Information for businesses - A VIP Editorial
Thursday, 22nd December 2011
As the owner of a research firm specialising in business intelligence, I quickly learned that more is not better. No, the way to impress clients wasn't with those 80-page reports of which I was so proud when I first started my business. It didn't take long to determine that my clients weren't interested in having me gather more information than they could through their usage of the latest and greatest all-purpose search engine. They wanted information that was better than what they were finding. I eventually also learned that "better" had many facets.
Better information meant that it came from trusted sources. More definitely does not translate into authoritative, and my clients – with critical business decisions at stake – weren't comfortable with the ease with which one could publish on the web.
It also meant that the information would be focused, yet comprehensive. These busy executives didn't have time to go to multiple sources or scan pages of search results for those relevant nuggets. They needed specialised tools for quickly targeting the right amount of information in their topic of interest – the business of running a business.
For my clients, I found that better information needed to be packaged to facilitate decision-making. They wanted quick profiles for insights into industries and competitors. Executive summaries, tables, charts and other formats made it easy to spot key issues and trends. My analysis of the findings and what they meant with regard to my clients' goals and objectives added the kind of value that kept them coming back for more.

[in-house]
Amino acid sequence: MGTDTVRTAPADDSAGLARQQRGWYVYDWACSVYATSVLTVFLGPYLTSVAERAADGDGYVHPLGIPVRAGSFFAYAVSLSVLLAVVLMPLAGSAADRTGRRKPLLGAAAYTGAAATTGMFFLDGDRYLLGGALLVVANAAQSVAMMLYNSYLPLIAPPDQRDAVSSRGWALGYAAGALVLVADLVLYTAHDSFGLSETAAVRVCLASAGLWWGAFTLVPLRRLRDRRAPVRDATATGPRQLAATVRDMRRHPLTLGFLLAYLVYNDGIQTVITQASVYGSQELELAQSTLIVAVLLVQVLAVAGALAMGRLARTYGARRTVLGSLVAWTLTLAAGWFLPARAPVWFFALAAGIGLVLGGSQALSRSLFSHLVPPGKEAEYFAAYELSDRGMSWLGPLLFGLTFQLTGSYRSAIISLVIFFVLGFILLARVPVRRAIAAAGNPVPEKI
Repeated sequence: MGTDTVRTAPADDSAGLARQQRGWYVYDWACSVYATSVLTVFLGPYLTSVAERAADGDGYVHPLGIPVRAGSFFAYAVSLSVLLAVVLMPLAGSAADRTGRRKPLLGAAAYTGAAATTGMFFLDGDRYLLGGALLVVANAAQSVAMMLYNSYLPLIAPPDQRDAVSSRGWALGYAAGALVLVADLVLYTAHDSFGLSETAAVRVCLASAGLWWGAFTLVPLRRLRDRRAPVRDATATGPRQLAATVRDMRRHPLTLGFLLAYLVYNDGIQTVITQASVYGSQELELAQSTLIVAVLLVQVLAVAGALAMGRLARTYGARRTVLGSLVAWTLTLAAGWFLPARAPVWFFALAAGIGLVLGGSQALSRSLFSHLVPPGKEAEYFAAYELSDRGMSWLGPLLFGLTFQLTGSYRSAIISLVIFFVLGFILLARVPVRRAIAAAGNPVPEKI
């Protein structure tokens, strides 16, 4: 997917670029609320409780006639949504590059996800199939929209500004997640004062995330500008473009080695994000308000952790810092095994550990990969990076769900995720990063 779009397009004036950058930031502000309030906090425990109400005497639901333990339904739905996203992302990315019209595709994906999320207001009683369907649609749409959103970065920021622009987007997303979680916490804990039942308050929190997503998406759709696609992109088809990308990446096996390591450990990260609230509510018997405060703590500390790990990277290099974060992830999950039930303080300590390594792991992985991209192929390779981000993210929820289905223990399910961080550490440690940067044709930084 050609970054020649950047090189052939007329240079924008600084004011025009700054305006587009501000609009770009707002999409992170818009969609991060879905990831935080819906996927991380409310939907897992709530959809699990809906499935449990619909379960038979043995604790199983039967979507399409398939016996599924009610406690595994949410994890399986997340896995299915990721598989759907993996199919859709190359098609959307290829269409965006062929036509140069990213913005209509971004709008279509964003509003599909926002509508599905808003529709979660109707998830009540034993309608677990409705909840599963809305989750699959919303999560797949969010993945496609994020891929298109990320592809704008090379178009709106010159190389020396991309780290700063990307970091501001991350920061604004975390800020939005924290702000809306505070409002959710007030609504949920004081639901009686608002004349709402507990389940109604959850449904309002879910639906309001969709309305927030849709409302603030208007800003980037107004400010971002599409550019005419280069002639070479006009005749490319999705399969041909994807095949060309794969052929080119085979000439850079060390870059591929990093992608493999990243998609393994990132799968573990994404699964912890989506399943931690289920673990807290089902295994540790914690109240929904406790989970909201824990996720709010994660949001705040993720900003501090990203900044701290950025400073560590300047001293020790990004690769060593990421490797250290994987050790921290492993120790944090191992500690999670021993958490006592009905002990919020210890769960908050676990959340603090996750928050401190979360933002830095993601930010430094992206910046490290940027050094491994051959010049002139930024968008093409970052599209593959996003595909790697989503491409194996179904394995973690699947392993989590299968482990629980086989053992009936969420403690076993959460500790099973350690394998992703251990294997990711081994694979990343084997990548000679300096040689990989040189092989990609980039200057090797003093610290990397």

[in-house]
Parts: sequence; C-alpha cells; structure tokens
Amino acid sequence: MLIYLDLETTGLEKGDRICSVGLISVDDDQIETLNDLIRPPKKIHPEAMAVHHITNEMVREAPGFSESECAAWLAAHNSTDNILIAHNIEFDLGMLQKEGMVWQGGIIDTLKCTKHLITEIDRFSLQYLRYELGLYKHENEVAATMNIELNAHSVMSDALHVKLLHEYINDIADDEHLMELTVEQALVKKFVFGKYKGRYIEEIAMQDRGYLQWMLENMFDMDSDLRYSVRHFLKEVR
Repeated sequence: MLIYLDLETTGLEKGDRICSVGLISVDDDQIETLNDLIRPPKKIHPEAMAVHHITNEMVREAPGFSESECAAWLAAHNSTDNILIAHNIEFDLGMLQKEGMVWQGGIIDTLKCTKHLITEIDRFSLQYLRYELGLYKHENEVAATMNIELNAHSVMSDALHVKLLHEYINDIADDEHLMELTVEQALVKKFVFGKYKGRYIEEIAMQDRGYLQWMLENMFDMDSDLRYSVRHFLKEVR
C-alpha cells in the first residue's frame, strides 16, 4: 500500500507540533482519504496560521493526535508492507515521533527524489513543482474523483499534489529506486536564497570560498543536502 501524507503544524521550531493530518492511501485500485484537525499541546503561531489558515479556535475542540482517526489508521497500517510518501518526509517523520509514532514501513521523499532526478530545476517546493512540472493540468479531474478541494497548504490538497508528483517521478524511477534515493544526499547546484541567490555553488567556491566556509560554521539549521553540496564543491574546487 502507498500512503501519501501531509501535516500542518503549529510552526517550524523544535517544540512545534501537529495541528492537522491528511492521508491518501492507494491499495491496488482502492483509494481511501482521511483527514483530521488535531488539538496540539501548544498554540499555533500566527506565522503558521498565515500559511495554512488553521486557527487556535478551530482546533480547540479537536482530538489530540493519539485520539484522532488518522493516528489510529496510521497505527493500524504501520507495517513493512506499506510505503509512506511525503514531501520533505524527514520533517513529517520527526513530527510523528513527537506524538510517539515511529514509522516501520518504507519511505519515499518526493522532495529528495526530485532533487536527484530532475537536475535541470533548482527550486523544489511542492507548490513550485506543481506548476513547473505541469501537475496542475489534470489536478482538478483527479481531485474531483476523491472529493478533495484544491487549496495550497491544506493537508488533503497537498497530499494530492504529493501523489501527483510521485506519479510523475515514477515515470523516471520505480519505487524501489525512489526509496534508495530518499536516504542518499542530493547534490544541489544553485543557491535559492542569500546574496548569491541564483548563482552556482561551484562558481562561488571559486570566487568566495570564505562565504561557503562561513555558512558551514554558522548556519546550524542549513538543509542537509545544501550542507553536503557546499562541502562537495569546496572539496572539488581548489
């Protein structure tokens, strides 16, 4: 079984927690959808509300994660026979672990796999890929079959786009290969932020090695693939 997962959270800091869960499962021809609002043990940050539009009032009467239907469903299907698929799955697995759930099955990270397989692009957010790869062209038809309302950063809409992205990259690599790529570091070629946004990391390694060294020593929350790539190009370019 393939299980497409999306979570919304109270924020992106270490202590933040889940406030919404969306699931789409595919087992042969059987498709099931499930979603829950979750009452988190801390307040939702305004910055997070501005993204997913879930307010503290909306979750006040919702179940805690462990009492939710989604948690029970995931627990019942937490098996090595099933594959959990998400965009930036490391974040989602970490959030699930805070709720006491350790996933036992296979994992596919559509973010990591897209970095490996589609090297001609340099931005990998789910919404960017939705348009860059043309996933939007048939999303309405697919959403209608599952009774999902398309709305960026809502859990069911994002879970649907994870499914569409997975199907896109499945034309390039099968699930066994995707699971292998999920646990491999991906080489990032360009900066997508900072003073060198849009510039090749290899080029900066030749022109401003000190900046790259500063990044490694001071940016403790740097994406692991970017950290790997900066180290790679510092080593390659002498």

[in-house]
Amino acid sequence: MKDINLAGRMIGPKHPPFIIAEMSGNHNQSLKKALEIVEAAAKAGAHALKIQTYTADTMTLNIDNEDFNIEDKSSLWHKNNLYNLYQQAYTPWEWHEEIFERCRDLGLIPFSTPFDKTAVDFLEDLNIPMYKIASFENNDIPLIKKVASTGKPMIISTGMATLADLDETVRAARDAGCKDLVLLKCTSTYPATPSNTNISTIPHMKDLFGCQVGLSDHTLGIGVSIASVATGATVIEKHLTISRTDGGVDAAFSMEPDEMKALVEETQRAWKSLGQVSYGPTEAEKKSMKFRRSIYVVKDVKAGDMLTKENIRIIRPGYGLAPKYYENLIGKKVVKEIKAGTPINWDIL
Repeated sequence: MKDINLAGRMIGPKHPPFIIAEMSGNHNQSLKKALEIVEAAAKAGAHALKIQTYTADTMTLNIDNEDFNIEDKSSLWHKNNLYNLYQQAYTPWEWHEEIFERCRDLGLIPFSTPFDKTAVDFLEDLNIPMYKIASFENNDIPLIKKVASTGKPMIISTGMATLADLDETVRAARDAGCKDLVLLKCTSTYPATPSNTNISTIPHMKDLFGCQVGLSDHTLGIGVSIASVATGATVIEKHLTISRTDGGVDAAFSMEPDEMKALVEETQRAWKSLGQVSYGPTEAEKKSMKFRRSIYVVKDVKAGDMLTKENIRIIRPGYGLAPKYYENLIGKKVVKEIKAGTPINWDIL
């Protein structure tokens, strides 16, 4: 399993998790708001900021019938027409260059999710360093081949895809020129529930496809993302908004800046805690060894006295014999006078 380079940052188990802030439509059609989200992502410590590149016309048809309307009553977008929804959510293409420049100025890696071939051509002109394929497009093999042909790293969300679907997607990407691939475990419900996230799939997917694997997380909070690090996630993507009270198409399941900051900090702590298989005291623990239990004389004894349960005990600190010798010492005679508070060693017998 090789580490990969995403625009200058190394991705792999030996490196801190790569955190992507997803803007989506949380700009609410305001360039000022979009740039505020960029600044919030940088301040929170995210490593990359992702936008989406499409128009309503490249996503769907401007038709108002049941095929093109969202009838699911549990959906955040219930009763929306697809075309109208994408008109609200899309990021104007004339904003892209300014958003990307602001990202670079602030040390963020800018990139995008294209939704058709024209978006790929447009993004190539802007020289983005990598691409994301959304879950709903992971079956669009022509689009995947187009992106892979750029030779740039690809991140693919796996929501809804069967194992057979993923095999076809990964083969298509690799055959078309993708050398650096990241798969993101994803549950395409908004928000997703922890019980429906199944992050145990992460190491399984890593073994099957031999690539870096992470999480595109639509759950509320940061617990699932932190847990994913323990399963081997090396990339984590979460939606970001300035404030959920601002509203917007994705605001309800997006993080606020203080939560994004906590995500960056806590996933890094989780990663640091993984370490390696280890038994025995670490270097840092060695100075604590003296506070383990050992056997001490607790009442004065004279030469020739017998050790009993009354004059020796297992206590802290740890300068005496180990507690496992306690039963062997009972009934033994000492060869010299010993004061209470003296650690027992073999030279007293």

Finally, better doesn't necessarily mean free, and free isn't always cost-effective. My clients were savvy enough to recognise that you get what you pay for, and the business information they craved was no different than any other product or service. When you use the best sources, collect only the relevant information, and deliver it in a useful format, it's worth paying for – as long as it doesn't break their budget.
After reading the reviews in this issue of VIP, I realised that it isn't very different for content providers. Content consumers crave better, rather than more – and the providers are giving us just that. Gone are the days when a content provider's value would lie solely in the number of sources they aggregate. One-stop-shopping is nice when you're trying to be comprehensive, but in an age of information overload, size really isn't a big selling point. Today's information environment requires tools that help us sort through the clutter and add meaning to what we find.
We see this with products like StrategyEye Digital Media and its specialised content, dashboard, deals analysis, and Report Writer. HighBeam Business attracts us with company and industry profiles, their List Builder, and a clean and intuitive interface. And they're doing it at a price that's affordable for most business professionals.
Today, there's no shortage of information or options for delivery. StrategyEye, HighBeam and other providers are discovering new ways to become invaluable to buyers. And, like me, they've learned that there's more than just "more".
Marcy Phelps is the owner of Phelps Research, a provider of business research, analysis, and training. Marcy is a contributing editor for FreePint's FUMSI and the author of Research on Main Street: Using the Web to Find Local Business and Market Information. A past-president of the Association of Independent Information Professionals and the current chair of SLA's Advertising and Marketing Division, Marcy earned her Master's degree in Library and Information Services from the University of Denver.
This editorial appears in VIP Magazine No. 97, December 2011. Purchase online >>
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